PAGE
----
Leader of the Bounce-Back Pack

Aaron Rodgers tore apart the Bears, which should be no surprise given his bounce-back history. (Jonathan Daniel/Getty Images)

CHICAGO – Chalk up another win for the Bounce Back Pack.

With a healthy Aaron Rodgers, the Green Bay Packers haven’t lost consecutive games since losing to Washington and Miami in the fifth and sixth games of the 2010 season. The Packers, coming off a poor performance at Detroit, rebounded in rousing fashion by blasting the Bears 38-17 on Sunday.

“Aaron’s pretty good. That’s one (reason),” linebacker A.J. Hawk said of the team’s bounce-back ability.

Rodgers was more than good against the Bears. Leading one of the most efficient offensive days in franchise history, the Packers scored every time they had the ball and, for the sixth time in team history, didn’t punt. They needed only 47 plays and 23:38 of possession time to score 38 points.

Benefitting from superb pass protection, Rodgers picked apart Chicago’s defense to the tune of 22-of-28 for 302 yards and four touchdowns.

“Not very good. He missed six passes, so he needs to get better,” receiver Jordy Nelson joked.

Rodgers, who last week told fans to “relax” and said the offense was close to breaking loose, turned in a virtuoso performance. His 151.2 passer rating was the second-best mark of his career. The Bears scored on each of their first three possessions; Rodgers and the offense answered with touchdowns every time.

“We’re 2-2. This was a good win for us. We executed well,” Rodgers said. “Occasionally, there’s some freakouts during the season, so it’s just a reminder that it’s a long season. Sometimes when you say stuff like that, it can start to permeate throughout the team and guys start believing it a little bit, that, yeah, everything is going to be OK. Now, you’ve got to back it up with performance. But this was about execution and efficiency today, and we did a pretty good job.”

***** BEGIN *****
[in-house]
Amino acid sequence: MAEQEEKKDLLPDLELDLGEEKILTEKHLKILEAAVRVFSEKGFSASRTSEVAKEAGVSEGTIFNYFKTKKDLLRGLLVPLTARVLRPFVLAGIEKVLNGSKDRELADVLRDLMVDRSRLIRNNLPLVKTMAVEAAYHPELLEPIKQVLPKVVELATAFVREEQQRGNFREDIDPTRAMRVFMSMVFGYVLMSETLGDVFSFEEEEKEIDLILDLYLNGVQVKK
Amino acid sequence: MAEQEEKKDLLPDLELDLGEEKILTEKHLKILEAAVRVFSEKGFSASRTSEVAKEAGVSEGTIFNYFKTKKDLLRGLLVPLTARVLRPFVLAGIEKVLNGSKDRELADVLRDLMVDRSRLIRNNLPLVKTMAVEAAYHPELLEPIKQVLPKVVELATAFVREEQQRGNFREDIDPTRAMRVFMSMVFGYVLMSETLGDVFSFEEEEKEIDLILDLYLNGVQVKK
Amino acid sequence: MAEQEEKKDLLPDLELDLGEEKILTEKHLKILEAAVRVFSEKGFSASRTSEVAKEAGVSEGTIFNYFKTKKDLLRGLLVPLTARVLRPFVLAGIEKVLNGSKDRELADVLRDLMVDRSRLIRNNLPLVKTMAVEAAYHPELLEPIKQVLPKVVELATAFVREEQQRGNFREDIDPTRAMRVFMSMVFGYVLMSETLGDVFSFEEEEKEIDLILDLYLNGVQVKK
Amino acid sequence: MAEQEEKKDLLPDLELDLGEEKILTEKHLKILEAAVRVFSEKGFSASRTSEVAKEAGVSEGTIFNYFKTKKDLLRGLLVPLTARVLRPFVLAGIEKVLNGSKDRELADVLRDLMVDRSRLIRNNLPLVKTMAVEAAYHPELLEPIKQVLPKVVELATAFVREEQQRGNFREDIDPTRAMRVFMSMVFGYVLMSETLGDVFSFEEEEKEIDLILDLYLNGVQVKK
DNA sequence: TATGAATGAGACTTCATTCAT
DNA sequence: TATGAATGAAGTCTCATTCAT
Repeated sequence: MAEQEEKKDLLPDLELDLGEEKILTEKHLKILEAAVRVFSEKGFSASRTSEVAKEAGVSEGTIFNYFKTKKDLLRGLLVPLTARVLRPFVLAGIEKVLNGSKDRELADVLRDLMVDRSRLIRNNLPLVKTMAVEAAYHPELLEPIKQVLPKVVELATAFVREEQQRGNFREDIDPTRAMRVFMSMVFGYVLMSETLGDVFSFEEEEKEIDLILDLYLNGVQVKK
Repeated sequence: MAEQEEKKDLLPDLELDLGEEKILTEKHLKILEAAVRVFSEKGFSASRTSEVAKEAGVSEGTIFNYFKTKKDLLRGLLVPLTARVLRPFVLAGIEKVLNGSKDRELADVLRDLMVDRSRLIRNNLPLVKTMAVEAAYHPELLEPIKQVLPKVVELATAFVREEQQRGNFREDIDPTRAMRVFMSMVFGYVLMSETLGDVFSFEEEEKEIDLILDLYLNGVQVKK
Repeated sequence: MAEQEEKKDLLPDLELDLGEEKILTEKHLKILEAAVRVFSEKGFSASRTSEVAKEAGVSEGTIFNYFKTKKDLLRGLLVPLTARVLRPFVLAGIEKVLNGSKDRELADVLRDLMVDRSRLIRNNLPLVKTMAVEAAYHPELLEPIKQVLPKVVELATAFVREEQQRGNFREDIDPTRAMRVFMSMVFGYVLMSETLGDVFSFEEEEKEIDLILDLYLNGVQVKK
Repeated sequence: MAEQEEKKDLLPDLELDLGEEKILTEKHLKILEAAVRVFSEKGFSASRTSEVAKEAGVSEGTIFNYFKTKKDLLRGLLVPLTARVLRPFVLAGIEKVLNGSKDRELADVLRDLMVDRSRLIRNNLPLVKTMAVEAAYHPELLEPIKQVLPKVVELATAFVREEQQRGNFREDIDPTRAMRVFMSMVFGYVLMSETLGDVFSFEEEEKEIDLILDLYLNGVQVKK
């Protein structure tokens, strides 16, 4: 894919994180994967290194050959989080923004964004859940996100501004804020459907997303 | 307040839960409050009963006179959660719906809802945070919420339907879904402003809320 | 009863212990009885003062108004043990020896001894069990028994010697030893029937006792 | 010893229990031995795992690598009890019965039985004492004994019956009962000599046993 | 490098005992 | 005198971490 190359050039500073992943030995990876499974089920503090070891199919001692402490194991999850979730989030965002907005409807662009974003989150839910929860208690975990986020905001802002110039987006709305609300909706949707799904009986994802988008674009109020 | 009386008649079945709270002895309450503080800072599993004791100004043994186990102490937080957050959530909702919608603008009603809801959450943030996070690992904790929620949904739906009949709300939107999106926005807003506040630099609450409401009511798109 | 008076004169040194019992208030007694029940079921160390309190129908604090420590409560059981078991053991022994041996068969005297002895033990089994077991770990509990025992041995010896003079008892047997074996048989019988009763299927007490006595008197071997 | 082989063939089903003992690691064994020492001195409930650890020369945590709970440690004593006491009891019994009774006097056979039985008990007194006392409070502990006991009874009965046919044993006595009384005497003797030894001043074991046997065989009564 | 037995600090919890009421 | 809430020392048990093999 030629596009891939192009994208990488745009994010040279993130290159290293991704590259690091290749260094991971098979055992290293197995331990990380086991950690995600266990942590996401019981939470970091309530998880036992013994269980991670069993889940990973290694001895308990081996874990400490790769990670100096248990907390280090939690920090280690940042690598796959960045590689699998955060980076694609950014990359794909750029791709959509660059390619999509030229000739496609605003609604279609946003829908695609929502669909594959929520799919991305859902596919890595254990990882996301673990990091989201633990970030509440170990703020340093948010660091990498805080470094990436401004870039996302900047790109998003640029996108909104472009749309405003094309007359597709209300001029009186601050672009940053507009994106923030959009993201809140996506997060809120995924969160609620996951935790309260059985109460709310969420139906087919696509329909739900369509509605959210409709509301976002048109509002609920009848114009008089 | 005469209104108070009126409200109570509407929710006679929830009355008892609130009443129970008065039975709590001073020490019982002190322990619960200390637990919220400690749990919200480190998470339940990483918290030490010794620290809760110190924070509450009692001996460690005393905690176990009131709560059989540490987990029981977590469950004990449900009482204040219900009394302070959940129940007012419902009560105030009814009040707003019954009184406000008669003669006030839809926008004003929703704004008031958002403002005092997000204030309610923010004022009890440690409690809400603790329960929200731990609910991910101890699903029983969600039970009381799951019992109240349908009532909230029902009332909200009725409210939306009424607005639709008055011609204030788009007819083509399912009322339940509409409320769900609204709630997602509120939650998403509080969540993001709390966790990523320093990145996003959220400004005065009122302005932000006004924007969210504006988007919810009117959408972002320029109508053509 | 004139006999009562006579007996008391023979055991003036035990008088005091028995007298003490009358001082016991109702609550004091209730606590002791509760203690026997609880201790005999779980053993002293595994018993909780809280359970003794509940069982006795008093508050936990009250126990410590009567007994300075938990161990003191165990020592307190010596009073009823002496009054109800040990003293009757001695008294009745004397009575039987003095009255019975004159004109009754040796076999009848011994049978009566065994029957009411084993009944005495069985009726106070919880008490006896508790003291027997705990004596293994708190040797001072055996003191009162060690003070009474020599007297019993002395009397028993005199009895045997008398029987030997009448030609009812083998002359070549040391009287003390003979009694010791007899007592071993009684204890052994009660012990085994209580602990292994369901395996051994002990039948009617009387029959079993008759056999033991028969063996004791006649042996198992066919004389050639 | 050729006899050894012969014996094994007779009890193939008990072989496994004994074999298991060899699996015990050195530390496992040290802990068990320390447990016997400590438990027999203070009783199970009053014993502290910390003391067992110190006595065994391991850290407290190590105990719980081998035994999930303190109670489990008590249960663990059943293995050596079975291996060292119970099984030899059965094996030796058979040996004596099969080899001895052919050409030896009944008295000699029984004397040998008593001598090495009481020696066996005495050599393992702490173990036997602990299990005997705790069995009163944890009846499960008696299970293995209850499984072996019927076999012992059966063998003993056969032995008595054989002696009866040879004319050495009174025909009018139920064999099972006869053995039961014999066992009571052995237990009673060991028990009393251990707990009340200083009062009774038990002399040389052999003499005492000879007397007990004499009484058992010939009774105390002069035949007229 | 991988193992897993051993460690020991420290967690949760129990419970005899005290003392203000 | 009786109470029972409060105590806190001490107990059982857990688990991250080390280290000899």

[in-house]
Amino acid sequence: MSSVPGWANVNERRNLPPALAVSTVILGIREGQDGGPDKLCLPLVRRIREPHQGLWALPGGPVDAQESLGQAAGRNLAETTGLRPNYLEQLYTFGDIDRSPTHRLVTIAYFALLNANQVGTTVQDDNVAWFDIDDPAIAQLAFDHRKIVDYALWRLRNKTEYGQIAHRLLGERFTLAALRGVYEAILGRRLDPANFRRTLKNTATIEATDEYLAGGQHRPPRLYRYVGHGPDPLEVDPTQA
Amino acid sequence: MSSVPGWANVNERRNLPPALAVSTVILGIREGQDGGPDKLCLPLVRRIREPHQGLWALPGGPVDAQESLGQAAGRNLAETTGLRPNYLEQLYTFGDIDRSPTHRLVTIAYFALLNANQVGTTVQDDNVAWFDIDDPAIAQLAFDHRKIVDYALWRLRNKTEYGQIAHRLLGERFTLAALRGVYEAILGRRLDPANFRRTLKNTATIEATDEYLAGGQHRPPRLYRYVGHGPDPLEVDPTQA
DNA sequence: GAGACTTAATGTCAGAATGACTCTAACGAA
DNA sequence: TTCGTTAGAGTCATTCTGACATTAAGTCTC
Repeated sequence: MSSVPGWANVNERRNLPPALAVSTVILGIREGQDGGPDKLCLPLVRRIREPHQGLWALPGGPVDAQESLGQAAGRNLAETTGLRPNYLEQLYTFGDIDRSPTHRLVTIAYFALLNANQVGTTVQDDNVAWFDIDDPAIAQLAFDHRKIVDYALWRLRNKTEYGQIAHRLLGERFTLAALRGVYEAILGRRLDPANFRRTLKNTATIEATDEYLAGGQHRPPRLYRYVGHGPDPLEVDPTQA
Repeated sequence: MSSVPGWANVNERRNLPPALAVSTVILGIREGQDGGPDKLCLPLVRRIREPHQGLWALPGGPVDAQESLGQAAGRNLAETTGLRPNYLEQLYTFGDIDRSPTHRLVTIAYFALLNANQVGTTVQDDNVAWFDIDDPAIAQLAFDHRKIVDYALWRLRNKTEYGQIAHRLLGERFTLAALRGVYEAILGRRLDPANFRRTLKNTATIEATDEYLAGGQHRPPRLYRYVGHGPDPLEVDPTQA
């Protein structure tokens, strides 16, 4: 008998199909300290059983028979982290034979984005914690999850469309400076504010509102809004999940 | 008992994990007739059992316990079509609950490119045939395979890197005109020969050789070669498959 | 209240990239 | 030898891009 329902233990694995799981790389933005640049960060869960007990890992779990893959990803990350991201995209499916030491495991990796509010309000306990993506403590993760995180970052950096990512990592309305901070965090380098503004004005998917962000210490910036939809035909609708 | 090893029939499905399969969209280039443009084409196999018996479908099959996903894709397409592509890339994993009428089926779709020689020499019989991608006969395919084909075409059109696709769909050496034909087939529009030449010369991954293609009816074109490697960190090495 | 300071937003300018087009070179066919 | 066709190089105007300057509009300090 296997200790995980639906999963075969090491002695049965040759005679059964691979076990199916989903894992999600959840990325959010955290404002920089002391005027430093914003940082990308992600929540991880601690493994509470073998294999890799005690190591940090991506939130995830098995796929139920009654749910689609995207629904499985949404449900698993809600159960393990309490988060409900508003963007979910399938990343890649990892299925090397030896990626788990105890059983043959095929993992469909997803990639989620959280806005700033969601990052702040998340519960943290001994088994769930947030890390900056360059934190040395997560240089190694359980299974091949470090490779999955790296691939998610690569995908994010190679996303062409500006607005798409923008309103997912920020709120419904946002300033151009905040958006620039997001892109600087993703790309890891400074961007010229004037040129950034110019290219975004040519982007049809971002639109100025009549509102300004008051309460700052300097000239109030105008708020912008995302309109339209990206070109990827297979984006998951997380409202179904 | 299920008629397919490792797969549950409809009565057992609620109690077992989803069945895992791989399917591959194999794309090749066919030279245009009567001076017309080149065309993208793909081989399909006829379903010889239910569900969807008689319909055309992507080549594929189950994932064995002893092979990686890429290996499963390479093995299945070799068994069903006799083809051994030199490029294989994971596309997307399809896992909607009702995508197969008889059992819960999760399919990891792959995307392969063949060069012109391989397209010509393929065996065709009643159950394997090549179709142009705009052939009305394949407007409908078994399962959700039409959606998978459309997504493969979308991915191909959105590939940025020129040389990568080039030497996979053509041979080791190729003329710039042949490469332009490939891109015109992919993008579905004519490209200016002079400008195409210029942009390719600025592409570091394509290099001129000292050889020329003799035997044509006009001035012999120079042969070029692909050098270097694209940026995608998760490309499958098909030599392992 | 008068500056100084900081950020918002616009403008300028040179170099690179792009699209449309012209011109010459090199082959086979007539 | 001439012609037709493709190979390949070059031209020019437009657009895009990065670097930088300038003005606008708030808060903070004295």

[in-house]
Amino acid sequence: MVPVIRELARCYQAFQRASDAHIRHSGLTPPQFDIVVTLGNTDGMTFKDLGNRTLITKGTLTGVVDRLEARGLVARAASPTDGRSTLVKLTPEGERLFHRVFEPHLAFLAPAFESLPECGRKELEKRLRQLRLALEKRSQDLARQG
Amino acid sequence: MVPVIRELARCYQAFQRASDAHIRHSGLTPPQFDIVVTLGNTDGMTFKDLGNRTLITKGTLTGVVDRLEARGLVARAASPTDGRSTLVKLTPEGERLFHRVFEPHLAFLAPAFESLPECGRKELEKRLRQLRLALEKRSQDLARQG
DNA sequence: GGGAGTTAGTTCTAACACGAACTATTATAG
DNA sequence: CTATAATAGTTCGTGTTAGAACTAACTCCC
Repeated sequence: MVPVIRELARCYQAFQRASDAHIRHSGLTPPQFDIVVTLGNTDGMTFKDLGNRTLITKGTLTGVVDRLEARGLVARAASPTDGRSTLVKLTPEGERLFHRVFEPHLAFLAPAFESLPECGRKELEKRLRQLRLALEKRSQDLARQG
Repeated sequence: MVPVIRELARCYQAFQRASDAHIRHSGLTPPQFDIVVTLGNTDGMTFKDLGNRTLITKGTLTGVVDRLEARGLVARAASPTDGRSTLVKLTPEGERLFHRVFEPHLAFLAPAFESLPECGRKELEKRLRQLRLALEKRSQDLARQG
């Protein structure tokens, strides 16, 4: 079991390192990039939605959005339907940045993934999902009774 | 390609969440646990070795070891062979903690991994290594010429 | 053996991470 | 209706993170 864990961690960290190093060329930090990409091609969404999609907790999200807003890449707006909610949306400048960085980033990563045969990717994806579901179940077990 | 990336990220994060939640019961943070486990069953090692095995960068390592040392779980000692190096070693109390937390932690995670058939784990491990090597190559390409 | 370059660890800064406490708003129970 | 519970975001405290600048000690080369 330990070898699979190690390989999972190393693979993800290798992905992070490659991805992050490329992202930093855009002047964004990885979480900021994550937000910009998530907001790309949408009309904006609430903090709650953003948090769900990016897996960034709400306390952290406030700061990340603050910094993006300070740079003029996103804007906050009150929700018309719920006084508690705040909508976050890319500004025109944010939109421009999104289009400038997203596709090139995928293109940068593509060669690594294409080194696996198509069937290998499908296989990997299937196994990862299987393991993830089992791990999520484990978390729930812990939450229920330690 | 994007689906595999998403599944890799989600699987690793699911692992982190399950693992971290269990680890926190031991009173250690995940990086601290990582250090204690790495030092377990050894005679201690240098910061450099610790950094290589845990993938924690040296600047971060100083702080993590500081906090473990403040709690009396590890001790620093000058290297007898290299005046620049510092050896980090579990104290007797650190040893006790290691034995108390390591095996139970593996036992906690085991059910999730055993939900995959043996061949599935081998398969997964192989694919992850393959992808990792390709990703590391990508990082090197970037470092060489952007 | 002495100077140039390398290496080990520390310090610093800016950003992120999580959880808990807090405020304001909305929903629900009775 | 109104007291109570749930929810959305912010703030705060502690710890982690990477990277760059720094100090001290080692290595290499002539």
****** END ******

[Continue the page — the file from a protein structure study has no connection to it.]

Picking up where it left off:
Rodgers backed it up – as is his fashion. In his last six games in which he threw for less than 200 yards (including playoffs), Rodgers’ numbers the following week are otherworldly: 70.6 percent, 1,812 yards (302.0 per game), 20 touchdowns, one interception and a sizzling passer rating of 129.6.

“It’s a focus. It’s a focus I try and bring every week,” Rodgers said. “I don’t feel like I ever need to prove anything, but it sure is nice when people start doubting us to go out and have a performance like this.”

It’s not unlike Rodgers’ game at Houston in 2012. The Packers were 2-3 and had given away a game at Indianapolis the week before. The Texans were 5-0 and four-point favorites, but Rodgers threw six touchdown passes in a 42-24 romp.

“I like to put the pressure on myself,” Rodgers said. “As a quarterback, you’re going to get too much credit and too much blame at times. When you’re getting too much credit, you need to deflect properly, and when you’re getting too much blame, sometimes you need to tell everybody to relax or just take it all and lead by example when you get on the field.”

Rebounding Rodgers

Aaron Rodgers' most recent six games following a game in which he threw for less than 200 yards:

Season, GameOpponent (score)CompAttYdsTDINTRating
2010, Game 9DAL (GB, 45-7)273428930131.5
2010, DivisionalATL (GB, 48-21)313636630136.8
2012, Game 9ARI (GB, 31-17)14302184196.9
2012 Game 14CHI (GB, 21-13)233629130116.8
2014, Game 2NYJ (GB, 31-24)254234630109.8
2014, Game 4CHI (GB, 38-17)222830240151.2
Last six games (6-0)Average 35.7-16.51422011,812201129.6

Bill Huber is publisher of Packer Report magazine and PackerReport.com and has written for Packer Report since 1997. E-mail him at packwriter2002@yahoo.com, or leave him a question in Packer Report’s subscribers-only Packers Pro Club forum. Find Bill on Twitter at twitter.com/PackerReport.

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